Blockchain Utility Tokens : Throwing The Baby Out With The (Securities Regulation) Bathwater?
The digital asset road show continued this last week with The July 30th Senate Banking, Housing and Urban Affairs Committee hearing on virtual currencies and online market places, convened to hear “…how Congress should regulate digital currencies and blockchain technologies in the online financial market…”.
Just a few days earlier, on July 25th, the Securities and Exchange Commission’s (SEC) Division of Corporate Finance issued a ‘no-recommendation of enforcement’ letter’ (No-Action Letter) in favor of a Pocket Full of Quarters, Inc (PoQ), a blockchain powered gaming ecosystem built to create ‘…a universal gaming token…[and]… “ wallet for all of your games…”’ and eliminate “siloed video game economies” and their non-exchangeable inter-game currencies which leave an ever-increasing supply of unused gaming currencies on the table for gamers who cant take them to other platforms.
This No-Action Letter followed on from the SEC’s previous one for TurnKey Jet, Inc., dated April 3, 2019. In an earlier piece, “Is There Any Utility Left in Utility Tokens? The SEC Speaks”, we wrote about TurnKey and its token, essentially blockchain based jet cards allowing jet service ‘Consumers’, Brokers’ or ‘Carriers’ to redeem TKJ Tokens for jet travel services .
At or about the same time as TurnKey, the SEC issued guidance on the distinction between security token and utility tokens in its “Framework for ‘Investment Contract’ Analysis of Digital Assets” (Framework), giving a list of non-exhaustive factors in analyzing the distinction, representing the views of the SEC Strategic Hub for Innovation and Financial Technology rather than, formally, the SEC itself.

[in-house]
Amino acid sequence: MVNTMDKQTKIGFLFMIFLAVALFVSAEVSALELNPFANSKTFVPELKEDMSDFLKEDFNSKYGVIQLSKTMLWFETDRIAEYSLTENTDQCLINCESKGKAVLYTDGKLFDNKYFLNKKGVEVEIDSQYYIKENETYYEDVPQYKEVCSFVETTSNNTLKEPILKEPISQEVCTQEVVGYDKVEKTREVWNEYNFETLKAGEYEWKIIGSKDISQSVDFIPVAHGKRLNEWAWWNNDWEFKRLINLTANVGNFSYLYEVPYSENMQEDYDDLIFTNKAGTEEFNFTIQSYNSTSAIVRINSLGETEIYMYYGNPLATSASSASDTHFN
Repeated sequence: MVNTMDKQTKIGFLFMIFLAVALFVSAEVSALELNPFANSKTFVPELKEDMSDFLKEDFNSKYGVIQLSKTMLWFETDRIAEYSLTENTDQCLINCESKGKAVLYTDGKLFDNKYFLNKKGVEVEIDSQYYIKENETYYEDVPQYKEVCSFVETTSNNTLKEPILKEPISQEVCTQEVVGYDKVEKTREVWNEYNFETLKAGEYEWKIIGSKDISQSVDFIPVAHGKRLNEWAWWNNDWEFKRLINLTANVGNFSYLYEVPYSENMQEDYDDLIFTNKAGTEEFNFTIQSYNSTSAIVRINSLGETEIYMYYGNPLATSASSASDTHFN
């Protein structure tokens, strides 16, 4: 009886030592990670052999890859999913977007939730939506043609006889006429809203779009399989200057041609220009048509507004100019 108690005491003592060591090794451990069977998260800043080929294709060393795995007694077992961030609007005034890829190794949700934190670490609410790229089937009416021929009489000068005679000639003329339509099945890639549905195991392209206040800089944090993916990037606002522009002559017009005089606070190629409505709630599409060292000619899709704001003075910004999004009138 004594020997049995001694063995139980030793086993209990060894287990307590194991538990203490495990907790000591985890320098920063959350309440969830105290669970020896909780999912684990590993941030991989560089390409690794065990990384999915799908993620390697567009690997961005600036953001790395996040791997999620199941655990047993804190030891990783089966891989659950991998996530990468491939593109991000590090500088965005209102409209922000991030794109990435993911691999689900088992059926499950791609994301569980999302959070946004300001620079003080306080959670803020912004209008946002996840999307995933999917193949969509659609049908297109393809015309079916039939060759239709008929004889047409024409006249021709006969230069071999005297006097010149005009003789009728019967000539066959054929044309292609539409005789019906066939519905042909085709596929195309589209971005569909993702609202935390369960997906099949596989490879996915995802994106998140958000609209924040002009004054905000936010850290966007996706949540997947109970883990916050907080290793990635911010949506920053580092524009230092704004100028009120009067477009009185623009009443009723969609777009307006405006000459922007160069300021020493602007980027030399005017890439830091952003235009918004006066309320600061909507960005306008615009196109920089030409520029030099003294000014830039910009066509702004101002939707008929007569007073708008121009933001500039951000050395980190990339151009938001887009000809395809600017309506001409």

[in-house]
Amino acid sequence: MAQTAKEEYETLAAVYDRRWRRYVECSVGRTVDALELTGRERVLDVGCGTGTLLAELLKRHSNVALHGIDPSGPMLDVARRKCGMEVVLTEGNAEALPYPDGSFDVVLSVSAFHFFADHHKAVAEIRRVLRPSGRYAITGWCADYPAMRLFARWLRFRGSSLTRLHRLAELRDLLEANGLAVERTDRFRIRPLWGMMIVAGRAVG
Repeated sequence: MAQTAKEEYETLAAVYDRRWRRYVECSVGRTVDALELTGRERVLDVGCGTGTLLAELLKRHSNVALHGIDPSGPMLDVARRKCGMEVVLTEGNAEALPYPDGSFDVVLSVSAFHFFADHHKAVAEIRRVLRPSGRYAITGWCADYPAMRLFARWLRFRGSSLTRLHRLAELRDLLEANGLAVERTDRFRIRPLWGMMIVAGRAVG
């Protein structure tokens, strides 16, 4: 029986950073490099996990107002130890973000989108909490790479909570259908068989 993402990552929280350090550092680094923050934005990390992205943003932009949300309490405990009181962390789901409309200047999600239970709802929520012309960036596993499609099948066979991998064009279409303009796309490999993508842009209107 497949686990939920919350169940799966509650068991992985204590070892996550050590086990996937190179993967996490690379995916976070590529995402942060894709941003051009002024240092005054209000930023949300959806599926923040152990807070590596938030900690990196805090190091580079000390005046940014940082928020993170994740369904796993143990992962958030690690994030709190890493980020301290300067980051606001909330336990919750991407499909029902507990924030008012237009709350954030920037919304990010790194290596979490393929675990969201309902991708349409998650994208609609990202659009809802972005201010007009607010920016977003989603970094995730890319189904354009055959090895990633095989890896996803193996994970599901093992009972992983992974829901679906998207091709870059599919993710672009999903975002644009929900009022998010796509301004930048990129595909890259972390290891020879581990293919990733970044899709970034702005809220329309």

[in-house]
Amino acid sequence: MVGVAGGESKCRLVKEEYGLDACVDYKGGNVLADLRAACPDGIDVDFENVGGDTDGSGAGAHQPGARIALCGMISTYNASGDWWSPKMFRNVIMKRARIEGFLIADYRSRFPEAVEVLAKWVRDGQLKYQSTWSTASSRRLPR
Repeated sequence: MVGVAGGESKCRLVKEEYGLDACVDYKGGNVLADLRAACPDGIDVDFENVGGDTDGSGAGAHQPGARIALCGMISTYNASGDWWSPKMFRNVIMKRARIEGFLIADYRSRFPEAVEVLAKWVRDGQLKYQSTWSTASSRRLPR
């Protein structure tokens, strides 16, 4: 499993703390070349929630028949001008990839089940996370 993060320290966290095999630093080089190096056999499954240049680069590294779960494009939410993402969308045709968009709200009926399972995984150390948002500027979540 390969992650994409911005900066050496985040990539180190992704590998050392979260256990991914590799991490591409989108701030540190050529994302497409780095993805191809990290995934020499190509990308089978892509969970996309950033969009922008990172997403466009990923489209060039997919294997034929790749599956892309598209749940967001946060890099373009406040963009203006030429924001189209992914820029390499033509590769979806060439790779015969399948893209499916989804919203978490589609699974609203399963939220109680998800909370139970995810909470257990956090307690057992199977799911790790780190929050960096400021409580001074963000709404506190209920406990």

While Congress continues to debate digital asset regulation, with Facebook’s Libra being the poster child of these hearings, the United States blockchain token economy has been left to deal with a patchwork of decades old laws on securities, money transmission and other corners of the blockchain regulatory landscape.
Token driven blockchain startups, like PoQ, TokenJet and so many others are left trying to apply the existing regulatory framework, and, at times, inconsistent, statements, guidelines and no-action letters issued by the SEC and other regulators. Added to this is the maze of State regulation dealing, in particular, with securities and money transmission compliance.
While Congress debates, blockchain startups have the unenviable choice of innovating at risk of regulatory action or spending considerable sums seeking no-action letter. Some, as Congress is keen to point out, have left for more progressed digital asset locations, but doing so to cater to markets outside of the US regulatory domain is not generally a tenable alternative, unless the US market can happily be ignored.